IDF Raids Too Often Aren't 'Deterrence,' but a Provocation

The army must stop this perverse practice, tighten its rules of engagement and must not use means that cause disability and death.

Haaretz.
Haaretz Editorial
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Israeli security forces aim their weapons during clashes in the refugee camp of Al-Fawwar, near the West Bank city of Hebron, Aug. 16, 2016.
Israeli security forces aim their weapons during clashes in the refugee camp of Al-Fawwar, near the West Bank city of Hebron, Aug. 16, 2016.Credit: Majdi Mohammed, AP
Haaretz.
Haaretz Editorial

The Israel Defense Forces carries out dozens of raids on refugee camps, villages and neighborhoods in West Bank cities every week. The raids are seen in Israel as an essential part of the security routine.

These raids are hardly reported in the media, unless they are lengthy — like the one in the Al-Fawwar refugee camp, near Hebron, on August 16. That camp’s residents interpreted the broad action as being military training for the soldiers — at the refugees’ expense. Less than a week later, the army raided workshops in other West Bank locations and, according to the IDF spokesman, seized 54 weapons, including 39 handguns.

The Palestinians use these weapons more against themselves — in clashes with Palestinian security forces and in family disputes — than they use them against Israeli citizens and soldiers. So Palestinian society itself has an interest in reducing the number of weapons on the street.

But the IDF’s rules of engagement regarding the use of live fire are extremely lenient. On Friday, soldiers killed an unarmed, 38-year-old man from the village of Silwad whom they encountered in broad daylight. They claimed he ran away, and that was enough for them to view him suspiciously and kill him.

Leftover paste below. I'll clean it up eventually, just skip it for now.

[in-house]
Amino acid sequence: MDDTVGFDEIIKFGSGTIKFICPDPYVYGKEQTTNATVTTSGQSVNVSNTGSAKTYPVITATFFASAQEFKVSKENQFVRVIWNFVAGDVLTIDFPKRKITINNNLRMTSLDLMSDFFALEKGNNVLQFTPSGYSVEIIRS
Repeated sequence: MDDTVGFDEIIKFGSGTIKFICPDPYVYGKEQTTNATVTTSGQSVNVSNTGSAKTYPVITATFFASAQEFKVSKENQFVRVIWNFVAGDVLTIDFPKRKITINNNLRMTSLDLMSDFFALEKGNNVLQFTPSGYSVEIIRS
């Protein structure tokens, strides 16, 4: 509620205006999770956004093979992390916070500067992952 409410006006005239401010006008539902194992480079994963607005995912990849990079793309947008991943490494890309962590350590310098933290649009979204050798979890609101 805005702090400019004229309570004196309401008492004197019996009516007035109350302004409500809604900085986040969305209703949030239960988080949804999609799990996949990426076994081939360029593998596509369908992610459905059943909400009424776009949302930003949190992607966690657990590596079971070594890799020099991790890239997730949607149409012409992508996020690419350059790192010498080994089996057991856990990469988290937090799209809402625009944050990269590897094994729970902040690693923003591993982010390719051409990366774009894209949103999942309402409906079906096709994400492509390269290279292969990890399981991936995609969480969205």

The army’s use of firearms in raids is also permissive. As is to be expected, in some places Palestinian youths come out of their homes, unarmed, and confront the troops. As far as the Palestinian public is concerned, the youngsters are expressing a legitimate resistance to the occupation. In the eyes of the Israeli commanders and soldiers, this is a public disturbance. Each such raid results in the wounding, and sometimes killing, of people. At Al-Fawwar, the army — using live firearms — shot and killed an unarmed young man and wounded 32 others, mainly in the knees. In the Deheisheh refugee camp, where the army conducts weekly raids to arrest people and issue summonses, soldiers fired at youngsters. In less than two weeks they seriously wounded 15 of them, again in the knees.

The Shin Bet security service denies the statements made by residents of Deheisheh and Tekoa that its officers “promised” the young people there that they would “turn them all into cripples.” But the result is the same: Both in raids and during the quashing of demonstrations, the IDF immediately opens fire on unarmed civilians. In the last year or two, the IDF has permanently disabled more than 100 people.

Haaretz has obtained testimonies that soldiers also fired at people trying to rescue wounded people and at others who passed on the main road by chance and were not part of the demonstrations.

The IDF claims the raids are, among other things, a means of deterrence. But this “deterrence” is merely a provocation on the army’s part, which causes escalation and unnecessary injury, and casualties to the Palestinians. The army must stop this perverse practice, tighten its rules of engagement and must not use means that cause disability and death.

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